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How to Make E-Learning Courses on Dull Topics Engaging and Interesting

Damian HehirGeneral

How to Make E-Learning Courses on Dull Topics Engaging and Interesting

Running training courses on topics that are dry, dull, and heavy is not easy. Trainers and trainees can become frustrated leading to poor results and negative feedback. Luckily, it is possible to make e-learning courses on dull topics both engaging and interesting.

It takes planning and creativity, but the additional resources required to create the e-learning course will pay dividends.

Here are seven things you should think about when creating an e-learning course on a topic that is dull and unexciting.

1. Learner Relevance

Learners quickly switch off in training situations, including in e-learning courses, when they don’t feel the training has relevance for them. You must avoid this by getting an understanding of why the topic is important. Focus on the learner when answering this question, not your business – why should your employees, for example, care about the e-learning course topic?

In addition to understanding why the topic is important to the learner, you should also make the content relevant to the learner. One approach you can use to achieve this is to include scenarios as they help the learner see the practical relevance of the content.

Another strategy you can use is to personalise the e-learning experience to give the learner greater control.

2. Focus on the Design

Just because the topic is unexciting doesn’t mean you can make do with an unexciting design for your e-learning course. In fact, quite the opposite – the design should be professional and attractive as well as being as inspiring as possible.

3. Cut ALL Unnecessary Information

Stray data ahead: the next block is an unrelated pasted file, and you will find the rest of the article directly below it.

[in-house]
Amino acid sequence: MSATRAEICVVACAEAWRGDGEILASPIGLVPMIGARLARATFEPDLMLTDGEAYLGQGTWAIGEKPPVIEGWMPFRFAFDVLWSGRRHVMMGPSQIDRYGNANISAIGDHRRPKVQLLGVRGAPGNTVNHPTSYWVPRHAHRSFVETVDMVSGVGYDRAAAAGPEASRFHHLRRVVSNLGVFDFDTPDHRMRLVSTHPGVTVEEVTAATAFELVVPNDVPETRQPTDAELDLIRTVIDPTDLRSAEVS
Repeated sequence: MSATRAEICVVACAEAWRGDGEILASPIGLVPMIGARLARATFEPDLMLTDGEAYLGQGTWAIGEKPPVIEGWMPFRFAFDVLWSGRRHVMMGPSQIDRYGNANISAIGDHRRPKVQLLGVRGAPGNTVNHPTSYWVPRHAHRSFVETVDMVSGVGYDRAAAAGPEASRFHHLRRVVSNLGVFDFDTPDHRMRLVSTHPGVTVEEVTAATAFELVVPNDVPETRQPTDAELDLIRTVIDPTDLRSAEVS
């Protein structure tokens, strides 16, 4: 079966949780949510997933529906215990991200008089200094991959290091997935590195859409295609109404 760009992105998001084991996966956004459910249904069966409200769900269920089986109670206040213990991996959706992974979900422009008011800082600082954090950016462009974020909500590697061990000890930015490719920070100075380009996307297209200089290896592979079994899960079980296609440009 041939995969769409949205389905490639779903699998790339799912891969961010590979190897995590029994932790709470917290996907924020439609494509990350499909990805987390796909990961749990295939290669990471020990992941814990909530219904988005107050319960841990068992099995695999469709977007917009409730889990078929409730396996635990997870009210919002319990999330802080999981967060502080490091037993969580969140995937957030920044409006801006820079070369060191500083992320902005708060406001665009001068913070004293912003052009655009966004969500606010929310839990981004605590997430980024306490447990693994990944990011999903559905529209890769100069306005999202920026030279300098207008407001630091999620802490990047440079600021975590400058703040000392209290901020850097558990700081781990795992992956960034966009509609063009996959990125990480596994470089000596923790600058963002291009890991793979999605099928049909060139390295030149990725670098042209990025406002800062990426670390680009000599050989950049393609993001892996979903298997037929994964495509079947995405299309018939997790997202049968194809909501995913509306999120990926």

When dealing with a challenging e-learning course topic, you should not make the task more difficult by including unnecessary information. This will simply take up more of the learners’ time with very little benefit in return.

The better approach is to strip the content of the course down to the bare essentials and then presenting that information in the most interesting and engaging way possible. The following points include tips on how you can do that.

4. Avoid Long Paragraphs of Text

The first step to making content engaging and interesting is to avoid long paragraphs of text, particularly long-paragraphs that follow one after another. These are rarely necessary.

In fact, in my experience, it is always possible to find an alternative method of presenting the information. All the alternative presentation methods are preferable to large blocks of writing.

For example, you could use an image or, even better, an infographic. You could also create a short video that covers the content.

If text is necessary, use lists, short paragraphs, and short sentences. You may need to break the content up into different sections or modules to achieve this but doing so will improve the quality of your e-learning course and the results it achieves.

5. Avoid Jargon

Strip the e-learning course of jargon too, replacing it with everyday language that learners use. This particularly applies if the jargon is not part of the learner’s typical vocabulary.

When you use inappropriate jargon, you slow the learner down as they must find out what you are talking about.

An even worse situation occurs when the learner misses key points because he/she doesn’t find out the meaning of the jargon.

6. Use Gamification

Adding gamification to an e-learning course requires both educational and technical skills. That said, gamification is one of the best ways of transforming an e-learning course on a boring topic from something that is dull to something that is fun.

Adding social or competitive elements to gamification sections so learners can interact with their peers will achieve even better results.

7. Analyse Data

Data is important whatever type of e-learning course you create, but that importance is amplified when the topic is dull. This is because you can use the data to help you improve the course and make it more interesting.

The simplest way to do this is through learner feedback, i.e. asking users what they thought of the course. This will give you important information, but it is not the only source of data you have.

You should also look at the automatic data you get from the e-learning course.

For example:

  • Can you identify sections of the course where engagement levels drop?
  • Is there a quiz or review section where learners get more questions wrong than normal?
  • Is this because the quiz is harder than other quizzes in the course, or is it because they don’t find the content leading up to the quiz interesting enough?

You can take all this information and more to refine and optimise the course to make it as engaging as possible.

Your e-learning courses should achieve results. This applies whether the topic of the e-learning course is dull or not. If it is dull, follow the tips above to help you get the results you need.